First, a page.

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Expanding access to MOUD: An interview with Dr. Cori Sheedy
December 4, 2020
Cori Sheedy, principal associate, division of health and environment
With the COVID-19 public health emergency exacerbating behavioral health needs and limiting some people’s access to evidence-based care, providers are concerned about a renewed growth in opioid use and misuse. We recently sat down with Dr. Cori Sheedy, a principal associate in the health and environment division, to discuss treatment for opioid use disorder (OUD) and access to medication for OUD (MOUD). For 20 years, Dr. Sheedy has been working in substance use treatment and recovery, health services, behavioral health policy, health care integration, and care transformation.
1. Access to treatment for opioid misuse is a major issue. What is the current status of access?
The opioid crisis continues to expand, and limited access to medications and behavioral therapies makes the situation worse. For people who want help, evidence-based approaches exist. Medication and behavioral therapies can help people reduce or stop their opioid use, lower the risk of infectious disease transmission, and reduce the chances of a fatal overdose.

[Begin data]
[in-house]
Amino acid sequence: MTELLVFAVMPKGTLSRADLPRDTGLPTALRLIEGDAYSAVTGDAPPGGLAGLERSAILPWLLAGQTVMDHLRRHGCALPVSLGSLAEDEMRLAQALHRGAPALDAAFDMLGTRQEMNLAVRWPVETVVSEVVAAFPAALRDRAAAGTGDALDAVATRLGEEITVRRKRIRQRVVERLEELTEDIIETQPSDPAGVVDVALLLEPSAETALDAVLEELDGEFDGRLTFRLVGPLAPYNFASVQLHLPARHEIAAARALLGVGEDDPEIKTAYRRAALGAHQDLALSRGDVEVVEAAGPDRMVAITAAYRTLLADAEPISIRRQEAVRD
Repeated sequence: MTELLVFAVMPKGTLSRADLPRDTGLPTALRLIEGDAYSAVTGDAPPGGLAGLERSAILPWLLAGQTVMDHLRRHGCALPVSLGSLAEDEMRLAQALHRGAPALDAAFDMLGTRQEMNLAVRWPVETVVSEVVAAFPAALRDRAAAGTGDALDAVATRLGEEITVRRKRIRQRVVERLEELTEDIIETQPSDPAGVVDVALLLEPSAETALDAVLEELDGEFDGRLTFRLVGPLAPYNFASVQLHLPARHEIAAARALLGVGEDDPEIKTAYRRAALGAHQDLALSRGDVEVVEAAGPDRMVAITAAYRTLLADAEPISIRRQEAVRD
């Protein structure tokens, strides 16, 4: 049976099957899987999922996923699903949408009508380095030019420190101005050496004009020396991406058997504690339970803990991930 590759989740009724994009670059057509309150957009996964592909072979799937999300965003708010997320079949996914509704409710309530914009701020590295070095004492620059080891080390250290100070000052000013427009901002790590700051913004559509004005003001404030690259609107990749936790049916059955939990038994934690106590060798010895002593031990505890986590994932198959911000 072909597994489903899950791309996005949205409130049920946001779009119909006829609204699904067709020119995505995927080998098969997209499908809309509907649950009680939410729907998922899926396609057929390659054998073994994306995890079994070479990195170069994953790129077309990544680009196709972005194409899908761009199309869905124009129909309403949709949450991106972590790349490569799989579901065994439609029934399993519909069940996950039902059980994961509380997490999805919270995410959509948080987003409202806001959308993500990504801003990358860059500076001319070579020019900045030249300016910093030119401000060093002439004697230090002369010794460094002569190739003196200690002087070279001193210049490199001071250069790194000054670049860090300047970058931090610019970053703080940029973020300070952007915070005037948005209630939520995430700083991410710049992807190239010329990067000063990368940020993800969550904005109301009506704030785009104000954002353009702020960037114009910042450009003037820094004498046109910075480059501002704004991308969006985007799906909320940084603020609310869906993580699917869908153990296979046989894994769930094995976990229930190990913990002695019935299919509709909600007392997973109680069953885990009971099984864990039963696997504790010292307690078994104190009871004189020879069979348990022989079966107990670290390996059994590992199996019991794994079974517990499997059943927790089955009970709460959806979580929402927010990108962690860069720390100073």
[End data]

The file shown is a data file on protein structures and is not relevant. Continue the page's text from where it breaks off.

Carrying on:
People looking for help have a couple of options. They can seek out opioid treatment programs, where patients take medication under the supervision of staff and where they receive behavioral counseling and other services as part of a treatment plan. Another option is office-based opioid treatment, in which primary care physicians integrate medications into a patient’s general care.
Pregnant women with a substance use disorder (SUD) face a particularly risky situation. The recommended treatment is MOUD, which has ancillary benefits. Pregnant women using MOUD are more likely to adhere to prenatal care and substance use treatment programs. That can decrease the risk of infant death, pre-term birth, low birth weight, and other complications. Studies of pregnant women on MOUD who also receive counseling and support services have shown that they experience fewer obstetrical complications. Women in treatment are less likely to relapse, acquire HIV or another infectious disease, or overdose.
Opioid-exposed newborns, including those whose mothers are undergoing MOUD, may experience neonatal opioid withdrawal syndrome. But if the mothers have the OUD under control, they can develop a closer bond with the newborn in a calm environment, which can help alleviate the newborn’s symptoms.
2. What opportunities exist to expand access to treatment?